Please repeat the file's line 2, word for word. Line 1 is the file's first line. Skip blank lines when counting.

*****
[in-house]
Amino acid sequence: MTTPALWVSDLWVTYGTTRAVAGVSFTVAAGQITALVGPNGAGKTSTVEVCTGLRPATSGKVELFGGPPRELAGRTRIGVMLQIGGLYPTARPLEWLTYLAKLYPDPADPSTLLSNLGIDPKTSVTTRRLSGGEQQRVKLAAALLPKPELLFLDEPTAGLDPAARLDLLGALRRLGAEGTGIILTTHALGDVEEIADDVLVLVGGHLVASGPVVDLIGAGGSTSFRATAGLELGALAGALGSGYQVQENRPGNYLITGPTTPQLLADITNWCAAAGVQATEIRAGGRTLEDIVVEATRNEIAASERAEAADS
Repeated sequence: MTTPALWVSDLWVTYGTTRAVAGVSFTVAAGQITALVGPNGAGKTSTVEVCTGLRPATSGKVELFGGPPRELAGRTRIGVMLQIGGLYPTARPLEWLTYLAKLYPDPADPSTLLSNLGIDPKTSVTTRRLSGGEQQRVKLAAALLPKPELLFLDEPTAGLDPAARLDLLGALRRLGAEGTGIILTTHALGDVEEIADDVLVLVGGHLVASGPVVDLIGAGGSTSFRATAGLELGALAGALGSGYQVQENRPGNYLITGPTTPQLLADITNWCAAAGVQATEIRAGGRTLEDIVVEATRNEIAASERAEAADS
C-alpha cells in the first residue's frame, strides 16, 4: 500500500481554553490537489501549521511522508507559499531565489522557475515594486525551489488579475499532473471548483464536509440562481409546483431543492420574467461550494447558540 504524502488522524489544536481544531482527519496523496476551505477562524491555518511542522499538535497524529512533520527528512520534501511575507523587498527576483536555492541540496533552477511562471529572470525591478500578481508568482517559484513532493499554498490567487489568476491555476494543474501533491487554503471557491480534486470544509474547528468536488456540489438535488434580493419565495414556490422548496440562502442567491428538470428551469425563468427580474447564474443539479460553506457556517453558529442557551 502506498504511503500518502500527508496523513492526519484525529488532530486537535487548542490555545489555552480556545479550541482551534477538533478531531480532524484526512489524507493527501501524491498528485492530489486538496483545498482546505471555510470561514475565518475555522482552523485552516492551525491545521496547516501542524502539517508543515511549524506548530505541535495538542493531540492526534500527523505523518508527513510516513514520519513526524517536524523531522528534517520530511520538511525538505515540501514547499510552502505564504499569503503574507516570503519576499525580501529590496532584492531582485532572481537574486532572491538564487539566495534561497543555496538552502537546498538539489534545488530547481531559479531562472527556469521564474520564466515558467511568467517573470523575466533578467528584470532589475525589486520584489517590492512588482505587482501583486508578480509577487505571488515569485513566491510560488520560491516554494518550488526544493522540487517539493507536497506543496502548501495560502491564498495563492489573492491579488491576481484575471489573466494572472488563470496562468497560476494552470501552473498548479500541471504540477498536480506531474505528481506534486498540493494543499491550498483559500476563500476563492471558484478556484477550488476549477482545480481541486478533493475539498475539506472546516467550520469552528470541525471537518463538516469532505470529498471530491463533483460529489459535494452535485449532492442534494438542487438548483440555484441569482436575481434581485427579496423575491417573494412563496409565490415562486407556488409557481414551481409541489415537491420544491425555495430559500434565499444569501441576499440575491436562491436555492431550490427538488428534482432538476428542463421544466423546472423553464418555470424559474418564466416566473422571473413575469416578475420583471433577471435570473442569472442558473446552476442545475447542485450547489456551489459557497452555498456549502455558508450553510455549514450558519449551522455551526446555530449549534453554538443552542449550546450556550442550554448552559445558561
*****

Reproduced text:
Amino acid sequence: MTTPALWVSDLWVTYGTTRAVAGVSFTVAAGQITALVGPNGAGKTSTVEVCTGLRPATSGKVELFGGPPRELAGRTRIGVMLQIGGLYPTARPLEWLTYLAKLYPDPADPSTLLSNLGIDPKTSVTTRRLSGGEQQRVKLAAALLPKPELLFLDEPTAGLDPAARLDLLGALRRLGAEGTGIILTTHALGDVEEIADDVLVLVGGHLVASGPVVDLIGAGGSTSFRATAGLELGALAGALGSGYQVQENRPGNYLITGPTTPQLLADITNWCAAAGVQATEIRAGGRTLEDIVVEATRNEIAASERAEAADS